.02 Erroneous Input Threat actors inject noise/data/signals into the target channel so that legitimate messages cannot be correctly processed due to impacts to integrity or availability. Additionally, while this technique does not utilize system-relevant signals/commands/information, the target spacecraft may still consume valuable computing resources to process and discard the signal.
EX-0016 Jamming Threat actors may attempt to jam Global Navigation Satellite Systems (GNSS) signals (i.e. GPS, Galileo, etc.) to inhibit a spacecraft's position, navigation, and/or timing functions.
.03 Position, Navigation, and Timing (PNT) Threat actors may attempt to jam Global Navigation Satellite Systems (GNSS) signals (i.e. GPS, Galileo, etc.) to inhibit a spacecraft's position, navigation, and/or timing functions.
PER-0003 Ground System Presence Threat actors may compromise target owned ground systems that can be used for persistent access to the spacecraft or to perpetuate other techniques. These ground systems have already been configured for communications to the victim spacecraft. By compromising this infrastructure, threat actors can stage, launch, and execute persistently.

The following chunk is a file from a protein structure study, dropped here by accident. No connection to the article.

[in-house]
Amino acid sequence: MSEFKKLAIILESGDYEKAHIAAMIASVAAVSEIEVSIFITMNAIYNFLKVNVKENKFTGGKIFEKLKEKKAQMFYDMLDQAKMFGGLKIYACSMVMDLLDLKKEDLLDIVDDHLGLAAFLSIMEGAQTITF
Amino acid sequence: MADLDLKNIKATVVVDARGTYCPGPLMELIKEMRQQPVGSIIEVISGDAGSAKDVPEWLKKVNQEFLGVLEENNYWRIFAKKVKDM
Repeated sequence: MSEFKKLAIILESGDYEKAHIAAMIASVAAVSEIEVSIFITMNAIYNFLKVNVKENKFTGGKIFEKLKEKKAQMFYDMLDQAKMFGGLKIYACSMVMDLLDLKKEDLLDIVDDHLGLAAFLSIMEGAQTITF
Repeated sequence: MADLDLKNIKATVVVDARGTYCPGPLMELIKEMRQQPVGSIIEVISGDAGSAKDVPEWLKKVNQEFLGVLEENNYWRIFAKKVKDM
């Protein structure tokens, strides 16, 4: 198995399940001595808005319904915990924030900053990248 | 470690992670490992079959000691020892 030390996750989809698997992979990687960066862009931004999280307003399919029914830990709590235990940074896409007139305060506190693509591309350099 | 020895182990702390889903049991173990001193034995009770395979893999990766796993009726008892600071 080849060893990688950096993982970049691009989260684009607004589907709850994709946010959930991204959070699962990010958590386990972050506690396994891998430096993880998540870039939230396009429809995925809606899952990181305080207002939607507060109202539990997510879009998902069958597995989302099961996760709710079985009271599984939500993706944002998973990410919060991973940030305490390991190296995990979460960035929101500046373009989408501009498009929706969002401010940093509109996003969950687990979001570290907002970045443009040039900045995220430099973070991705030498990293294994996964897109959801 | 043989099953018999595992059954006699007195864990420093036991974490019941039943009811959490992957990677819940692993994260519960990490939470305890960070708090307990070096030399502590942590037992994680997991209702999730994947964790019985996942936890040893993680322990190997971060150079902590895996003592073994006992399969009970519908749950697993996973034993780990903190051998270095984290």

DE-0002 Prevent Downlink Threat actors may target the downlink connections to prevent the victim spacecraft from sending telemetry to the ground controllers. Telemetry is the only method in which ground controllers can monitor the health and stability of the spacecraft while in orbit. By disabling this downlink, threat actors may be able to stop mitigations from taking place.